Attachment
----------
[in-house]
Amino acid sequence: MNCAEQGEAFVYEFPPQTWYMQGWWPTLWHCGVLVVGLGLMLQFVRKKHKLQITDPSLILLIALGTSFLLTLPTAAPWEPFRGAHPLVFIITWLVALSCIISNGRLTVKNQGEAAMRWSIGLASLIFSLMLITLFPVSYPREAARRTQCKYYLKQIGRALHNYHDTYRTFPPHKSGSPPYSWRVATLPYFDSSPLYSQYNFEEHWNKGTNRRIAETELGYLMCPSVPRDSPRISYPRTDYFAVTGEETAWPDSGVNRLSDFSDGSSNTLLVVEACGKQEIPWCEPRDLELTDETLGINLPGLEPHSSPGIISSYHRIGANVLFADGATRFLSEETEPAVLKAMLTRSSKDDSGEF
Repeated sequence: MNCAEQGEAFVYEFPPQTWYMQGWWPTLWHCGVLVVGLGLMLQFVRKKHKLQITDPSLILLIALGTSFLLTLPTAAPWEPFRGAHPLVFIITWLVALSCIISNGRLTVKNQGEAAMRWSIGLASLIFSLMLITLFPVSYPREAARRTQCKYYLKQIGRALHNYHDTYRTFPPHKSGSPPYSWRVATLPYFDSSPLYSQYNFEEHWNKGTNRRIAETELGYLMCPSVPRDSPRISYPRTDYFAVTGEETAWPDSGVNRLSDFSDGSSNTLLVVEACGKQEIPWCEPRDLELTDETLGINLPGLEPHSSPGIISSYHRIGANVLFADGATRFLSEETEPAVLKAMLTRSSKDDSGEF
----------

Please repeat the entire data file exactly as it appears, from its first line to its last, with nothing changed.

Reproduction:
[in-house]
Amino acid sequence: MNCAEQGEAFVYEFPPQTWYMQGWWPTLWHCGVLVVGLGLMLQFVRKKHKLQITDPSLILLIALGTSFLLTLPTAAPWEPFRGAHPLVFIITWLVALSCIISNGRLTVKNQGEAAMRWSIGLASLIFSLMLITLFPVSYPREAARRTQCKYYLKQIGRALHNYHDTYRTFPPHKSGSPPYSWRVATLPYFDSSPLYSQYNFEEHWNKGTNRRIAETELGYLMCPSVPRDSPRISYPRTDYFAVTGEETAWPDSGVNRLSDFSDGSSNTLLVVEACGKQEIPWCEPRDLELTDETLGINLPGLEPHSSPGIISSYHRIGANVLFADGATRFLSEETEPAVLKAMLTRSSKDDSGEF
Repeated sequence: MNCAEQGEAFVYEFPPQTWYMQGWWPTLWHCGVLVVGLGLMLQFVRKKHKLQITDPSLILLIALGTSFLLTLPTAAPWEPFRGAHPLVFIITWLVALSCIISNGRLTVKNQGEAAMRWSIGLASLIFSLMLITLFPVSYPREAARRTQCKYYLKQIGRALHNYHDTYRTFPPHKSGSPPYSWRVATLPYFDSSPLYSQYNFEEHWNKGTNRRIAETELGYLMCPSVPRDSPRISYPRTDYFAVTGEETAWPDSGVNRLSDFSDGSSNTLLVVEACGKQEIPWCEPRDLELTDETLGINLPGLEPHSSPGIISSYHRIGANVLFADGATRFLSEETEPAVLKAMLTRSSKDDSGEF